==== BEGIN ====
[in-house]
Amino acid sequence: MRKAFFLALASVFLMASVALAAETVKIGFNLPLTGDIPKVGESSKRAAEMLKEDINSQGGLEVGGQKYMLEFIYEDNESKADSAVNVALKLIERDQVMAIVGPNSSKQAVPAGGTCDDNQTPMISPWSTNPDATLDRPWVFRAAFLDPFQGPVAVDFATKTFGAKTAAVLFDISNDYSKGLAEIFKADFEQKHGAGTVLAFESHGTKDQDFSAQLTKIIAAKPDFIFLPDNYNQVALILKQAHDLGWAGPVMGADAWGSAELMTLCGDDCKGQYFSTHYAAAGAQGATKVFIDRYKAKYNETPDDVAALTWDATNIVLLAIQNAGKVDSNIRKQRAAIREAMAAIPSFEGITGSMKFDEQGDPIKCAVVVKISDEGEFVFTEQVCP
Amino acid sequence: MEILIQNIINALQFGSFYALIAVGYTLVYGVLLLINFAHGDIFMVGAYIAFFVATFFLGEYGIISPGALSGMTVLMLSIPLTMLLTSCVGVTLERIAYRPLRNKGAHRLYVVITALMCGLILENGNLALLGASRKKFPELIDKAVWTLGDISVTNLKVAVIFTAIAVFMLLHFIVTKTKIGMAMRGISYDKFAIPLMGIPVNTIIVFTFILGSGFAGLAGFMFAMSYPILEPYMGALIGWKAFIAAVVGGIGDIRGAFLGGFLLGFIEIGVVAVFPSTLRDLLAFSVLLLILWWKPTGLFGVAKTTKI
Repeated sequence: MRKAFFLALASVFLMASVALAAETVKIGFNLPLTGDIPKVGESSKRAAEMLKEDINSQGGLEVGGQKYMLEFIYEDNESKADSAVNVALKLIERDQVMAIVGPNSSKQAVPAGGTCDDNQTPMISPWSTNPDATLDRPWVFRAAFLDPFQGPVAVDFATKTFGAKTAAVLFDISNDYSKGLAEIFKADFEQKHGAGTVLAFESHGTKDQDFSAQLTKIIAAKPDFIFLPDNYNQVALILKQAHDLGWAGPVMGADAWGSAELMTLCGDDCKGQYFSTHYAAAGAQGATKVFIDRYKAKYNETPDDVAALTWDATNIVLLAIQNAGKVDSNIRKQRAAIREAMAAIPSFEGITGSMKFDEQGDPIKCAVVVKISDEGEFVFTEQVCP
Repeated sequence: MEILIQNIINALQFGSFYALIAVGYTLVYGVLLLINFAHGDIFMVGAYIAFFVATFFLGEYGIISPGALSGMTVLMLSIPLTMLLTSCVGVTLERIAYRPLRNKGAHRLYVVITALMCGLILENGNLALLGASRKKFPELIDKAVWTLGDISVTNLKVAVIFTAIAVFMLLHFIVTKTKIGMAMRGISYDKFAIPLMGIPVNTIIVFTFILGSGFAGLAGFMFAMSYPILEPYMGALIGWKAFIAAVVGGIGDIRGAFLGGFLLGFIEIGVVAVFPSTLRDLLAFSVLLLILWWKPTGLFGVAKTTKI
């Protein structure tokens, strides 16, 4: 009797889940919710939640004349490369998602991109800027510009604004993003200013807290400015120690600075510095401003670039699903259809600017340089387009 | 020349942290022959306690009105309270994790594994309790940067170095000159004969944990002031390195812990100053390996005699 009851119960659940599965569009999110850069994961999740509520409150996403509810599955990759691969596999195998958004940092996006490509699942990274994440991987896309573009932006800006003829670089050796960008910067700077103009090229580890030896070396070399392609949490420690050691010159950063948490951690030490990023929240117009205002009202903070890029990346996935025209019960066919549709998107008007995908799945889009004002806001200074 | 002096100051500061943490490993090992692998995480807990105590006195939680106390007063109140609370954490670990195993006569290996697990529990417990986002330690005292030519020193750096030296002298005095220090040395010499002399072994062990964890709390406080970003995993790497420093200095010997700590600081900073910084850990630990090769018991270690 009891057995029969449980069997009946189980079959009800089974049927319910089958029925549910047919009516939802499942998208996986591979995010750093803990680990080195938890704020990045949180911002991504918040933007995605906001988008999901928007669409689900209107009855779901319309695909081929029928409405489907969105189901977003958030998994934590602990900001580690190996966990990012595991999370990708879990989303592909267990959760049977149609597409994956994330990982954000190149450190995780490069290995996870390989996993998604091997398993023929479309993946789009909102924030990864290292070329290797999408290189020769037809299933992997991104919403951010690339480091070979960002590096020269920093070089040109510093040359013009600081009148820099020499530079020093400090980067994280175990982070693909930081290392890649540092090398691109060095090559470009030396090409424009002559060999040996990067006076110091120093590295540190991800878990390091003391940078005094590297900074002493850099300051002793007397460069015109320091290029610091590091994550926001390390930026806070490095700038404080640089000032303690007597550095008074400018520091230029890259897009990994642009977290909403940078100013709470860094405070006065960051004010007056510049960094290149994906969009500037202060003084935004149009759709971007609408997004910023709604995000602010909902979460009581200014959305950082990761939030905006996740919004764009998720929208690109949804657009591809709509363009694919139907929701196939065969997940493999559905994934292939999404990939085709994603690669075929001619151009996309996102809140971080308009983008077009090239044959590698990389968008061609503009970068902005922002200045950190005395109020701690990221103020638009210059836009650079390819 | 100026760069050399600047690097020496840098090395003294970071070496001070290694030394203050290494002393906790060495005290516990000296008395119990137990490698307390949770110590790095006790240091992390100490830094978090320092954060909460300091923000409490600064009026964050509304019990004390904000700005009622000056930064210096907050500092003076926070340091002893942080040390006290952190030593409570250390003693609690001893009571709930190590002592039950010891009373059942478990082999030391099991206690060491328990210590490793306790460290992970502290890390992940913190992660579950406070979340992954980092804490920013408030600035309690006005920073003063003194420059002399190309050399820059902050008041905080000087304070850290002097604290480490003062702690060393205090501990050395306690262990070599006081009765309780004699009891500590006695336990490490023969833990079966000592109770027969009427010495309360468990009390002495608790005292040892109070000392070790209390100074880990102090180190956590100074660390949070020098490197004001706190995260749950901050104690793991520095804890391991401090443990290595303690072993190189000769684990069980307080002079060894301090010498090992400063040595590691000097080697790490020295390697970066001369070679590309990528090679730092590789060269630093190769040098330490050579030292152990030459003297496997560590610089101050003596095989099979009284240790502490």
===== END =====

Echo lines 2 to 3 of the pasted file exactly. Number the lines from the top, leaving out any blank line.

Amino acid sequence: MRKAFFLALASVFLMASVALAAETVKIGFNLPLTGDIPKVGESSKRAAEMLKEDINSQGGLEVGGQKYMLEFIYEDNESKADSAVNVALKLIERDQVMAIVGPNSSKQAVPAGGTCDDNQTPMISPWSTNPDATLDRPWVFRAAFLDPFQGPVAVDFATKTFGAKTAAVLFDISNDYSKGLAEIFKADFEQKHGAGTVLAFESHGTKDQDFSAQLTKIIAAKPDFIFLPDNYNQVALILKQAHDLGWAGPVMGADAWGSAELMTLCGDDCKGQYFSTHYAAAGAQGATKVFIDRYKAKYNETPDDVAALTWDATNIVLLAIQNAGKVDSNIRKQRAAIREAMAAIPSFEGITGSMKFDEQGDPIKCAVVVKISDEGEFVFTEQVCP
Amino acid sequence: MEILIQNIINALQFGSFYALIAVGYTLVYGVLLLINFAHGDIFMVGAYIAFFVATFFLGEYGIISPGALSGMTVLMLSIPLTMLLTSCVGVTLERIAYRPLRNKGAHRLYVVITALMCGLILENGNLALLGASRKKFPELIDKAVWTLGDISVTNLKVAVIFTAIAVFMLLHFIVTKTKIGMAMRGISYDKFAIPLMGIPVNTIIVFTFILGSGFAGLAGFMFAMSYPILEPYMGALIGWKAFIAAVVGGIGDIRGAFLGGFLLGFIEIGVVAVFPSTLRDLLAFSVLLLILWWKPTGLFGVAKTTKI